Ruth Bader Ginsburg, the second woman to be a Supreme Court Justice, passed away at the age of 87 on Friday.
The Supreme Court site, SCOTUSblog tweeted, “Justice Ruth Bader Ginsburg died this evening of complications from pancreatic cancer. She was 87.”
Justice Ruth Bader Ginsburg died this evening of complications from pancreatic cancer. She was 87. pic.twitter.com/D4DnIXux0l
— SCOTUSblog (@SCOTUSblog) September 18, 2020
Reacting to the news of her passing, Chief Justice John Roberts said, “Our nation has lost a justice of historic stature. We at the Supreme Court have lost a cherished colleague. Today we mourn but with confidence that future generations will remember Ruth Bader Ginsburg as we knew her, a tired and resolute champion of justice.”
The late Supreme Court Justice, who was nominated by President Bill Clinton and took her seat on August 10, 1993, was considered a brilliant legal mind and known to be a staple representative of the liberal movement.
Ginsburg was born in Brooklyn, New York, March 15, 1933, and married Martin Ginsburg in 1954. They had a daughter, Jane, and a son James. She received her Bachelor of Arts from Cornell University, attended Harvard Law School and received her LL.B. (Bachelor of Laws) from Columbia Law School.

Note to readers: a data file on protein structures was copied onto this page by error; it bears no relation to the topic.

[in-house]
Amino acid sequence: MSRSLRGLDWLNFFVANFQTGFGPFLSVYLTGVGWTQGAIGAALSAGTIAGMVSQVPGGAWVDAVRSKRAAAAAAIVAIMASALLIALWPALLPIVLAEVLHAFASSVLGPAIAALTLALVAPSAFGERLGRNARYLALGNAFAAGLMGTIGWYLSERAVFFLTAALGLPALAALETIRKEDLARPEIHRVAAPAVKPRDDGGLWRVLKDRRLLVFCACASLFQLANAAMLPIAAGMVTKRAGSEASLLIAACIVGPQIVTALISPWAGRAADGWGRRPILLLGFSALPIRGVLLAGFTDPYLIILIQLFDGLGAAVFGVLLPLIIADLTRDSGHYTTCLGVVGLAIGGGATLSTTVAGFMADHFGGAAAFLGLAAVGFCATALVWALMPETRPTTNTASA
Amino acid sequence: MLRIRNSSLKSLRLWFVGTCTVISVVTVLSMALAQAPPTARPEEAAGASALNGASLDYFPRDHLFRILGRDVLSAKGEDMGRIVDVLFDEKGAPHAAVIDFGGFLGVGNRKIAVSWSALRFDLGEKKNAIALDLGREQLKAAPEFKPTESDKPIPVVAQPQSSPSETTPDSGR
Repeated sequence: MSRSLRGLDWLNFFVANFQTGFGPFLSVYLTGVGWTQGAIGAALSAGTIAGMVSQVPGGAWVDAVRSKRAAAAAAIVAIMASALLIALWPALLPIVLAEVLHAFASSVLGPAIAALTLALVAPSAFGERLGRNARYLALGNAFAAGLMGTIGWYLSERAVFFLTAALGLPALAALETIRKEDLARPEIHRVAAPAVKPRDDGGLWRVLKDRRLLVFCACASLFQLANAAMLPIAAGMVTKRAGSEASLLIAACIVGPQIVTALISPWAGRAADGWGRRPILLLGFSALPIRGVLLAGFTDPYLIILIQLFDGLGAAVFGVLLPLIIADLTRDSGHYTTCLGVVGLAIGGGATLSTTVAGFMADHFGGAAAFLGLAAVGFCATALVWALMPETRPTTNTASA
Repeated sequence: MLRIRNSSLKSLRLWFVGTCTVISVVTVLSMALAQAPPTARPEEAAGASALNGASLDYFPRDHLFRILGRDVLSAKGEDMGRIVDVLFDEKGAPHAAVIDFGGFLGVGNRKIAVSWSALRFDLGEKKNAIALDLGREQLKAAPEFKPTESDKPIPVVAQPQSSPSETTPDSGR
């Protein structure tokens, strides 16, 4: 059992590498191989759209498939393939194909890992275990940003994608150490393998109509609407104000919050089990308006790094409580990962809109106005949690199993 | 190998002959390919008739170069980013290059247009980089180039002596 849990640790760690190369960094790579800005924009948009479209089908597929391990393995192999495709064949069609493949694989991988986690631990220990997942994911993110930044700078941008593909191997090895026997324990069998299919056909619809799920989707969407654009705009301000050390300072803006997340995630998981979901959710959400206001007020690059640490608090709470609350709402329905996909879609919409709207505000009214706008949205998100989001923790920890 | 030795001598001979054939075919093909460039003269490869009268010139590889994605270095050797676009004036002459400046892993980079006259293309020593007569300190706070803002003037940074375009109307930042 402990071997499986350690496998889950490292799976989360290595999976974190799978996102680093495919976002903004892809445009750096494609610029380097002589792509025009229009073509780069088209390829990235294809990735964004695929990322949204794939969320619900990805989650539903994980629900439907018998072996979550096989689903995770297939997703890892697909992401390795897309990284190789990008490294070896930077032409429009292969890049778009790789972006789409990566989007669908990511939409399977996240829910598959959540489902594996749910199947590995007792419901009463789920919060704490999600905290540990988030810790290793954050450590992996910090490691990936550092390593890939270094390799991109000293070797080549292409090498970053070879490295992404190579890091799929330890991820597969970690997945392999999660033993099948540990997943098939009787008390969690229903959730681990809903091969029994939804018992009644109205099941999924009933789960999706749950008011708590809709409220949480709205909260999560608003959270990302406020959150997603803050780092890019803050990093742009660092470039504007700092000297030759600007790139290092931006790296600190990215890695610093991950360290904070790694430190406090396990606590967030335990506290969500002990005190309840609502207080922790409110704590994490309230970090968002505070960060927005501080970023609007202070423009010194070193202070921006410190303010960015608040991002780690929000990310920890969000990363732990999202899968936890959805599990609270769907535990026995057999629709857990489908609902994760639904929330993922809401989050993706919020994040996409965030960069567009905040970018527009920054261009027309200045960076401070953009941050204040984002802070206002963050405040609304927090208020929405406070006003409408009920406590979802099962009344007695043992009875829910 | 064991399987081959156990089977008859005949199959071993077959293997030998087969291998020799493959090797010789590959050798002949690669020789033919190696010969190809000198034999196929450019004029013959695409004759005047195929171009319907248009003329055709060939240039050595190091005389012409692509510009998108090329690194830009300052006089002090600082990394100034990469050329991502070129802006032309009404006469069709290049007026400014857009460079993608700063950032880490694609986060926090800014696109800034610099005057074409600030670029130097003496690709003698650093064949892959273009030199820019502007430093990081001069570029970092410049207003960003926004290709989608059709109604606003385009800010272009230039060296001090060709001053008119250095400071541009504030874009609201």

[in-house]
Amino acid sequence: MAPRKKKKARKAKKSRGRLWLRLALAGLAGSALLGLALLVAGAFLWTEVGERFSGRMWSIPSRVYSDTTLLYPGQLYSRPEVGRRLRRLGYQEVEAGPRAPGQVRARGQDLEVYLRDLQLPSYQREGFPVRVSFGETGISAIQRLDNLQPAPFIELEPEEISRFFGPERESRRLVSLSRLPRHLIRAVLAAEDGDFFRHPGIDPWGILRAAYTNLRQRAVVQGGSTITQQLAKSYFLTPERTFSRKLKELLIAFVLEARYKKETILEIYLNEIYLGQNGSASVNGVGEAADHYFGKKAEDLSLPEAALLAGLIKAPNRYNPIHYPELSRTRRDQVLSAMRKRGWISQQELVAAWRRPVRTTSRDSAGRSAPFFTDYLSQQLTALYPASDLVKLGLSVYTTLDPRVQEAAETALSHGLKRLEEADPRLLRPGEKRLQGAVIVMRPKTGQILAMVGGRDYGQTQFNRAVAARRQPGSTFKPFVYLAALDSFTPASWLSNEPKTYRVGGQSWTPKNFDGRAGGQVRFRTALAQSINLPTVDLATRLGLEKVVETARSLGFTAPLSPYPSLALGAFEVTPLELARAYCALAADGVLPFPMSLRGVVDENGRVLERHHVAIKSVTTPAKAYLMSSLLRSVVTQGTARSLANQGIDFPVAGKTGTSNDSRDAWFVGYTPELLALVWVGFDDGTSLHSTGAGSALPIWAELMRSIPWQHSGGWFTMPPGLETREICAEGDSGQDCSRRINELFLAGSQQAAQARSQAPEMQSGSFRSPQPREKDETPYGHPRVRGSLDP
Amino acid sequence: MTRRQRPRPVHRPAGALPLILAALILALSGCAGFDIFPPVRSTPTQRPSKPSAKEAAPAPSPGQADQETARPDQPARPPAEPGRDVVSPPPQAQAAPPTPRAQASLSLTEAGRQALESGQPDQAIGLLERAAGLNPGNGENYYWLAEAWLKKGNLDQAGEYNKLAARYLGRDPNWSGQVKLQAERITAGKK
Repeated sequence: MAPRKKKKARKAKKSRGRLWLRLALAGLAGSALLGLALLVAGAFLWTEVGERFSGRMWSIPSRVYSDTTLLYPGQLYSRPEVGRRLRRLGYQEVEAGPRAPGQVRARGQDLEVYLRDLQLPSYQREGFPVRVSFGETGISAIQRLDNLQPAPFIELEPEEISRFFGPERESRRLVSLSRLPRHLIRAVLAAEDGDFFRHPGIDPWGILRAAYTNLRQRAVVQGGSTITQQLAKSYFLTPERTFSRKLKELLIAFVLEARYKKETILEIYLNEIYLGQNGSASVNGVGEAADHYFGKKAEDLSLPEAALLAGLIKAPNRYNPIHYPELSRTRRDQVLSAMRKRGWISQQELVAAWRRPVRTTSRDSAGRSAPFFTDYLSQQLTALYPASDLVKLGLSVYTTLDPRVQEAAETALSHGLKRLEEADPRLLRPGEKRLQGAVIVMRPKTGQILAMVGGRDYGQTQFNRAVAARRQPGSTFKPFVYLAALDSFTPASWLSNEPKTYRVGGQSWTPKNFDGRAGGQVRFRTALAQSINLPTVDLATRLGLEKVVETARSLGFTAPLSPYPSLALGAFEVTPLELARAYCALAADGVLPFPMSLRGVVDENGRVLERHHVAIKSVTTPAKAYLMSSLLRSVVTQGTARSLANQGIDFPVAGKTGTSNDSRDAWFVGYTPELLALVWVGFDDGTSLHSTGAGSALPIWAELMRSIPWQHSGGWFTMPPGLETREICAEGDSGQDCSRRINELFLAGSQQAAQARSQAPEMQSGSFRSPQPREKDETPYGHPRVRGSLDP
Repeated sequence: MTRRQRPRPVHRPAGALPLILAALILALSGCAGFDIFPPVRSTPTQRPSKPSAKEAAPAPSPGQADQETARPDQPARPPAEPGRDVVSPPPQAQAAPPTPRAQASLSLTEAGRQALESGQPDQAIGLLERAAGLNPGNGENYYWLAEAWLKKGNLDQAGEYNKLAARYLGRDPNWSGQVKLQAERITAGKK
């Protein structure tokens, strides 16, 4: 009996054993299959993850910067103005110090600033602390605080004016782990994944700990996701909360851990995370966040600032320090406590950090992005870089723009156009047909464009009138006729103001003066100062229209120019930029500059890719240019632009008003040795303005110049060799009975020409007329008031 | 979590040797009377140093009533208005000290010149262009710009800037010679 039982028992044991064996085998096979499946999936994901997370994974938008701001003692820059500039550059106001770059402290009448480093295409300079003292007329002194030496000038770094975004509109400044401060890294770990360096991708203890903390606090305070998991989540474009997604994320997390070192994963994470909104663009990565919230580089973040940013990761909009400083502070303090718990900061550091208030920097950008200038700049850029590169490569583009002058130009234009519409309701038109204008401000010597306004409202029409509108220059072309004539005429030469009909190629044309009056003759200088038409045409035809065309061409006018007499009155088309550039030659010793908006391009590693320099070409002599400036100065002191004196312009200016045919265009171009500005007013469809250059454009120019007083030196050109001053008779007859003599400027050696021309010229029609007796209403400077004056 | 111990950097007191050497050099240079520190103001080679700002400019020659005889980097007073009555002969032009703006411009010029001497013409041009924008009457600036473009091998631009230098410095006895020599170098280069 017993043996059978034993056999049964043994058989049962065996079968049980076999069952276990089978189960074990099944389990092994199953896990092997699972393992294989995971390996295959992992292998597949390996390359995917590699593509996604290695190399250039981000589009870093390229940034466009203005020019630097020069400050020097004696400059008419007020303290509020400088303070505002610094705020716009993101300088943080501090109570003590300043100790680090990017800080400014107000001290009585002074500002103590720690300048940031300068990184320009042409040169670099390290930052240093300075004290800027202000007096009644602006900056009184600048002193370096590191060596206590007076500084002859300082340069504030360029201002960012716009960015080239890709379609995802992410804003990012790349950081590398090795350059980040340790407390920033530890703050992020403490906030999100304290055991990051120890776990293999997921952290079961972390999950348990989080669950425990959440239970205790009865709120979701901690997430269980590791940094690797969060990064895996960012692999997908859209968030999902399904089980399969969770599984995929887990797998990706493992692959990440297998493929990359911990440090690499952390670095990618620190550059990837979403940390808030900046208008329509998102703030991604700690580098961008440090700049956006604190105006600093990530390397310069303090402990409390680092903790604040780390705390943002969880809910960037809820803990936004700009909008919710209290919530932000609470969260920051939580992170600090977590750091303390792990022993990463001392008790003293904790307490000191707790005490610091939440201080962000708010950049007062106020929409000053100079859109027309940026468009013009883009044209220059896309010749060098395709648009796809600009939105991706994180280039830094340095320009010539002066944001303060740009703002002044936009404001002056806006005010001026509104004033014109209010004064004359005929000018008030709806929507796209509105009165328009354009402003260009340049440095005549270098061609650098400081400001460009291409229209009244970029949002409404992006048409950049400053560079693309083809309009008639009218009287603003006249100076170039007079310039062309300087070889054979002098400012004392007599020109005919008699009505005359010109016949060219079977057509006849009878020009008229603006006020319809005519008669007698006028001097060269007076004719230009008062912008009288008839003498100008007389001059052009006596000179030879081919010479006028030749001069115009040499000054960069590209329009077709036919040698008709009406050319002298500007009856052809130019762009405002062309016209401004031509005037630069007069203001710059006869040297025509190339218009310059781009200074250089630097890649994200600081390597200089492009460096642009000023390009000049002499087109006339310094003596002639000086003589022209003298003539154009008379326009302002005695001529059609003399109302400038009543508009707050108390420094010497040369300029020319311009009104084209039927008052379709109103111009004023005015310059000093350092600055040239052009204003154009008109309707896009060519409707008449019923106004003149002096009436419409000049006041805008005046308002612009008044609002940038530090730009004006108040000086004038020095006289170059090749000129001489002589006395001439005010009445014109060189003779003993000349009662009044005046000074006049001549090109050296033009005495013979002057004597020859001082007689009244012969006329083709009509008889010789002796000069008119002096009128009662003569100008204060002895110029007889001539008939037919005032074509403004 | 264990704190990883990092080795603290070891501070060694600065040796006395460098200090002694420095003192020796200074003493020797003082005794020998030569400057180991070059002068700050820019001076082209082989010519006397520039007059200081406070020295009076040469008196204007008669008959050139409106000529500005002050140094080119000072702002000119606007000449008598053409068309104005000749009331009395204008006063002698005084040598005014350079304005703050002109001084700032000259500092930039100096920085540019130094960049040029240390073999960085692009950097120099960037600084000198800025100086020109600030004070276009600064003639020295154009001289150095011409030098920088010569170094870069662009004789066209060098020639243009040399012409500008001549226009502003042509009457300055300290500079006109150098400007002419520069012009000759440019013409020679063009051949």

She was a Professor of Law at Rutgers University School of Law from 1963 to 1972 and Columbia Law School from 1972 to 1980. She was also a fellow at the Center for Advanced Study in the Behavioral Sciences in Stanford, California, from 1977 to 1978.
In 1971, she helped launch the Women’s Rights Project of the American Civil Liberties Union, served as the ACLU’s General Counsel from 1973 to 1980 and was on its National Board of Directors from 1974 to 1980. She was appointed a Judge of the United States Court of Appeals for the District of Columbia Circuit in 1980.
For the first time in her career, Ginsburg missed oral arguments while she was recovering from surgery to remove two cancerous nodules from her left lung in January. She participated in the cases by reading transcripts at the time.
On Nov. 23, she was admitted to Johns Hopkins Hospital in Baltimore after experiencing chills and fever. She also had radiation treatment for pancreatic cancer in the last year, surgery for early-stage pancreatic cancer in 2009 and treatment for colon cancer in 1999.
The Dwight D. Opperman Foundation announced on Dec. 3 an award named in honor of Ginsburg to recognize “an extraordinary woman who has exercised a positive and notable influence on society and served as an exemplary role model in both principles and practice.”
The four-time cancer survivor had health issues in the final years of her life, which led to speculation she would retire form the Supreme Court in order to let President Barack Obama nominate another Justice so Republicans wouldn’t get to fill the position.
Her death means that President Donald Trump could have another Supreme Court Justice pick, which, along with Justices Neil Gorsuch and Brett Kavanaugh, would give him a third appointee.